Nintendo strikes GBA4iOS with DMCA takedown notice

By , May 14, 2014

GBA4iOS5

In what is rather disappointing news for fans of iOS emulators, Nintendo of America has issued popular Gameboy Advance emulator GBA4iOS with a Digital Millenium Copyright Act (DMCA) takedown notice.

As a result, the official GitHub website for the emulator has been taken offline until further notice, and in-app downloads of ROMs have been temporarily suspended. GBA4iOS creator Riley Testut confirmed the news on Twitter last night… 

GBA4iOS is one of the most popular Gameboy Advance emulators for iPhone, iPad and iPod touch, used by millions of users to play classic Nintendo games such as Pokémon and The Legend of Zelda on iOS devices. Perhaps the best feature of the emulator is that it did not require a jailbreak, instead installed through Safari based on a system time and date loophole.

GBA4iOS 2.0 was released back in February with iOS 7 support and Dropbox integration for both jailbroken and non-jailbroken devices. Testut has been working diligently on the emulator ever since, releasing several updates to improve gameplay performance and add features like multiplayer mode. GBA4iOS 2.1 was in the pipeline just a few days before the DMCA notice was issued.

GBA4iOS1

Despite the setback, the 18-year-old senior at Richardson High School in Dallas, Texas is refusing to give up on the emulator. “I do think it has a future,” Testut told iDownloadBlog. “I’ll have to modify the app to comply with Nintendo’s DMCA notice, such as removing the game downloading.”

The good news is that, in light of the takedown notice, existing users of GBA4iOS can continue playing games that they have already installed. The only limitation is that users will no longer be able to download additional ROMs from the built-in web browser, but those with a Dropbox account can still store game saves and load ROMs using the cloud storage service.

Those looking to get their Pokémon fix on iPhone and iPad can still use the Nintendo DS emulator NDS4iOS, which doesn’t seem to affected by the DMCA notice, or even play Nintendo games through Mobile Safari. Both NDS4iOS and WebNES work on jailbroken and non-jailbroken devices. Otherwise, we can hope that Nintendo eventually changes its anti-App Store stance.

Update: NDS4iOS developer Karen Tsai has advised against redistributing GBA4iOS until Testut and herself work on this matter:

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  • ✌️

    Well this sucks.

  • Mini Apple Genius

    Does anybody know this guys e-mail? I want to e-mail him about GBA4iOS 2.1.

    • http://www.ifans.com/ Joe Rossignol

      I’m sure you can ask him on Twitter (@rileytestut) for DM or email.

      • Mini Apple Genius

        Only problem is, I don’t have Twitter.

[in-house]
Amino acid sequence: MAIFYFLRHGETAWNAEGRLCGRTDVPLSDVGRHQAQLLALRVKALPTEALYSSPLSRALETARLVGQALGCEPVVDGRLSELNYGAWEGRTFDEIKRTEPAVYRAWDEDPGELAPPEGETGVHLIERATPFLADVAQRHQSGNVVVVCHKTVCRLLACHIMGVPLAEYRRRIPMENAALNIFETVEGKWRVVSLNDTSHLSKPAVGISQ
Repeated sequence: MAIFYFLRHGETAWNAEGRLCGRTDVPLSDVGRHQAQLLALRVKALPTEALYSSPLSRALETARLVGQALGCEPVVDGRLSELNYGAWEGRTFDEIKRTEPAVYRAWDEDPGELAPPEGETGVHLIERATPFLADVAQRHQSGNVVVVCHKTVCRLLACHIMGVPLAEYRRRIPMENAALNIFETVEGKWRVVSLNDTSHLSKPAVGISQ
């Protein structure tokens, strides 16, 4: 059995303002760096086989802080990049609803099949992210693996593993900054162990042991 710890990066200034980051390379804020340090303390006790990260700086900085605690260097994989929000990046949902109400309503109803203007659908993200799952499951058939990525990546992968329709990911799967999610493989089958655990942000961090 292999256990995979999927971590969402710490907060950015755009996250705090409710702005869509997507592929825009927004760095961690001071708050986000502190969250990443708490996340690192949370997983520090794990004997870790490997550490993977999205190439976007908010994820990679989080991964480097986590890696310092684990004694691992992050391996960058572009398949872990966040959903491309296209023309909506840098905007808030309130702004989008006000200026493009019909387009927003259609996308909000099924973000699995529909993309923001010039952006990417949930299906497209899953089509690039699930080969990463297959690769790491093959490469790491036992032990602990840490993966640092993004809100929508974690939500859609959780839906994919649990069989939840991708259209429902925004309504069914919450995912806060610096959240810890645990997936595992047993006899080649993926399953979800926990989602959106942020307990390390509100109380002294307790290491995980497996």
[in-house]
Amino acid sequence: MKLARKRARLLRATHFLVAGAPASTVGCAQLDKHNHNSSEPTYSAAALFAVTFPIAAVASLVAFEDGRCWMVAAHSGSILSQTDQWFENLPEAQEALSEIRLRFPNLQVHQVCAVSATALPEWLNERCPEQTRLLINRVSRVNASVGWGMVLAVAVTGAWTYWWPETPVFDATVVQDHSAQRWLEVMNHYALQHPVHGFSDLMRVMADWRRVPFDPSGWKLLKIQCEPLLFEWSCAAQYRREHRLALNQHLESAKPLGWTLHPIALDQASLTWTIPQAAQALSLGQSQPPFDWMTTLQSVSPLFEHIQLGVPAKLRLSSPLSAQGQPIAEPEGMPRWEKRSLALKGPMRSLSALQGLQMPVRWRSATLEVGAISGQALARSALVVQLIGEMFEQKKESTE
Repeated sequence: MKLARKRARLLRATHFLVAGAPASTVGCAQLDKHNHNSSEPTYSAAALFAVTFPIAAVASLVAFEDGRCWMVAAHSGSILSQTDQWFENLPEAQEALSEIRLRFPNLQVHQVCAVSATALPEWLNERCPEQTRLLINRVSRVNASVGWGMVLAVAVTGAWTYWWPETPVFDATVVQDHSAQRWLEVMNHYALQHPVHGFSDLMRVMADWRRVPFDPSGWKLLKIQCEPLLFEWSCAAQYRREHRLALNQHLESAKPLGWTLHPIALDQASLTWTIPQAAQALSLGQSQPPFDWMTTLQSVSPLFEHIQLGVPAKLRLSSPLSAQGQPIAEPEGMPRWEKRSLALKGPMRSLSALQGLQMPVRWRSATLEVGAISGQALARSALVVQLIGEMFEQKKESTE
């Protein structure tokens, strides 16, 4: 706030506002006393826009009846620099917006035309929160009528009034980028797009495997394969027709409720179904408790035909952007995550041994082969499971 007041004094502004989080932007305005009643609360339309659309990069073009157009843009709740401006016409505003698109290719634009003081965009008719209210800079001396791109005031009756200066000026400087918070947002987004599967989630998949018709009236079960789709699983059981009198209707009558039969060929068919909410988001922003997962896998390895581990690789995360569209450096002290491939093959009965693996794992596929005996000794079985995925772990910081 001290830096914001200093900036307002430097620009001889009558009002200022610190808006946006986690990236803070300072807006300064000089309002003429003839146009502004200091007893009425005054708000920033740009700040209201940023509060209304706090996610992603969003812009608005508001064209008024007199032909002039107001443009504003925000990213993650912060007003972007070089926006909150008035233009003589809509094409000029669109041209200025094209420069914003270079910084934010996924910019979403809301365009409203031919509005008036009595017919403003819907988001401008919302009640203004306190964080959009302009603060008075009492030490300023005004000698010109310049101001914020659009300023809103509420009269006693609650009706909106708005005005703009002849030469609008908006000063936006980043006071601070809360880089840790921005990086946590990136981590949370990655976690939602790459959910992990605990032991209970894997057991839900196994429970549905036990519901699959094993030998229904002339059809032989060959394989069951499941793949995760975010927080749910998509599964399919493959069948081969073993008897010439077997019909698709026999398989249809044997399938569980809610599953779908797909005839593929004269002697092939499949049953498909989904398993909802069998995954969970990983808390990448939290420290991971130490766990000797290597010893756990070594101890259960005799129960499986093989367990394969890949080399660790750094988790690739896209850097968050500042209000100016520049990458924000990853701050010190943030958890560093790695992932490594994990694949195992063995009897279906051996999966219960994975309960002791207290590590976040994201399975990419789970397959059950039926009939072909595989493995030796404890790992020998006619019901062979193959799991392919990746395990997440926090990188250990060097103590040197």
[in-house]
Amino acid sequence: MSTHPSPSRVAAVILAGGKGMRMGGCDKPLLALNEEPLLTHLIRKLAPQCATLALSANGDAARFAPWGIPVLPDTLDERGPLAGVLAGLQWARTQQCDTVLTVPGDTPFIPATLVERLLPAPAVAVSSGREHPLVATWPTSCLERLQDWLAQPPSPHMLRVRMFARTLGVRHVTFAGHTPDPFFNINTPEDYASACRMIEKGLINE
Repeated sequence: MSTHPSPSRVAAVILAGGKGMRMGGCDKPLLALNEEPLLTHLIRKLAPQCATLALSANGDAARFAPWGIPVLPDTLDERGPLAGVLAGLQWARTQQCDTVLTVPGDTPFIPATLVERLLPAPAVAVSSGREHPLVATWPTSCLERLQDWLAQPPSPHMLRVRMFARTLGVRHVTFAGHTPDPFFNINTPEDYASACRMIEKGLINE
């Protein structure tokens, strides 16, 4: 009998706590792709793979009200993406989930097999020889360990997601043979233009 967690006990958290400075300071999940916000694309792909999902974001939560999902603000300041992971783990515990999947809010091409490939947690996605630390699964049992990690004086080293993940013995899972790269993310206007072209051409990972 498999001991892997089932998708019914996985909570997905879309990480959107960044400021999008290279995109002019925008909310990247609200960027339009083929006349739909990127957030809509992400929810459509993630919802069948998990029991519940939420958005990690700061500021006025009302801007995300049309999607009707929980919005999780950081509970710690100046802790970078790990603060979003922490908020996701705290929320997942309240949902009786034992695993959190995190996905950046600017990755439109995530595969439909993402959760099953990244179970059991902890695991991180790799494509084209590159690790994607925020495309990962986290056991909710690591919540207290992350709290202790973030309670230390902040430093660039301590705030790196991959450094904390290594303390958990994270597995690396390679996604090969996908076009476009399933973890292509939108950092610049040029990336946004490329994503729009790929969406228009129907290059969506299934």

• http://www.ifans.com/ Joe Rossignol
      • Mini Apple Genius

        THANK YOU SO MUCH! You did a great article by the way :).

      • Damian

        Hmm, make one for this specific reason?

      • Mini Apple Genius

        I thought about it >D.

      • http://www.ideaprison.com/ ideaprison

        Not that I’m for Twitter but it only takes a split second, they do require a sample of your DNA upon registration. But at least you can contact the guy after signing up.

      • Mini Apple Genius

        Or just contact him via the e-mail Joe Rossignol gave me.

  • ✪ aidan harris ✪

    Could this perhaps signify that Nintendo is going to make mobile games or are they just being spiteful?

    • Mini Apple Genius

      Just being spiteful is my guess.

      • ✪ aidan harris ✪

        That’s what I thought. I guess it’s time to backup all of the emulators in Cydia before The BigBoss receives a DMCA…

      • Rowan09

        Won’t happen because they sell emulators on the Play Store and they are still up.

      • OrphanNonFostered

        There is absolutely nothing spiteful about it. They are protecting themselves from piracy. Pretty simple.

      • ✪ aidan harris ✪

        Piracy? So where can I buy a copy of Super Mario for my iPhone?…Exactly I can’t. Nintendo are just being like the dinosaurs of the entertainment industry rejecting change and stifling innovation. In addition to this game emulation IS NOT equal to piracy. It’s completely legal to rip games for backup purposes and assuming you own the hardware I can’t see how / why it would be illegal to emulate your own hardware on a superior piece of hardware such as the iPhone.

    • https://twitter.com/MrElectrifyer MrElectrifyer

      It’s as spiteful as Apple requesting the take down of AppTrackr…

      • ✪ aidan harris ✪

        At least that makes some sense. AppTrackr used advertisements to make money whereas this open source project on the other hand likely made zilch (excluding donations assuming they exist). There’s other paid emulators for Android and other platforms too. If this is some serious business why is Nintendo going after the people making nothing and posting the source code too? If anything these open source projects could help Nintendo patch code or improve performance…